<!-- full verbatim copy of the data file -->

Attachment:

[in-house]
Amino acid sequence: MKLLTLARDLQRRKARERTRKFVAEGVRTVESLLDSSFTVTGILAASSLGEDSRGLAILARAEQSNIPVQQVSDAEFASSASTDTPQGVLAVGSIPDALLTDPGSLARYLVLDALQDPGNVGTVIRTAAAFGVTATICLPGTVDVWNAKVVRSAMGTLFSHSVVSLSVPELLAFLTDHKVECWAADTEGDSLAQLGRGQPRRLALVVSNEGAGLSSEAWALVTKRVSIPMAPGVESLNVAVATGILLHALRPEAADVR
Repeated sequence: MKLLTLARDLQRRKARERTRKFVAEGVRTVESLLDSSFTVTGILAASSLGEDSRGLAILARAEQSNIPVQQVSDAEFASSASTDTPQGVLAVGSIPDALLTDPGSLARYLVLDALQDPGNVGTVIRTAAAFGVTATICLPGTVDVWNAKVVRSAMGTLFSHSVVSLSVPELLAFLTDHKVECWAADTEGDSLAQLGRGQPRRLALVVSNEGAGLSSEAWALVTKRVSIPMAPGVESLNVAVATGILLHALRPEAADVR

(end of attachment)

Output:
[in-house]
Amino acid sequence: MKLLTLARDLQRRKARERTRKFVAEGVRTVESLLDSSFTVTGILAASSLGEDSRGLAILARAEQSNIPVQQVSDAEFASSASTDTPQGVLAVGSIPDALLTDPGSLARYLVLDALQDPGNVGTVIRTAAAFGVTATICLPGTVDVWNAKVVRSAMGTLFSHSVVSLSVPELLAFLTDHKVECWAADTEGDSLAQLGRGQPRRLALVVSNEGAGLSSEAWALVTKRVSIPMAPGVESLNVAVATGILLHALRPEAADVR
Repeated sequence: MKLLTLARDLQRRKARERTRKFVAEGVRTVESLLDSSFTVTGILAASSLGEDSRGLAILARAEQSNIPVQQVSDAEFASSASTDTPQGVLAVGSIPDALLTDPGSLARYLVLDALQDPGNVGTVIRTAAAFGVTATICLPGTVDVWNAKVVRSAMGTLFSHSVVSLSVPELLAFLTDHKVECWAADTEGDSLAQLGRGQPRRLALVVSNEGAGLSSEAWALVTKRVSIPMAPGVESLNVAVATGILLHALRPEAADVR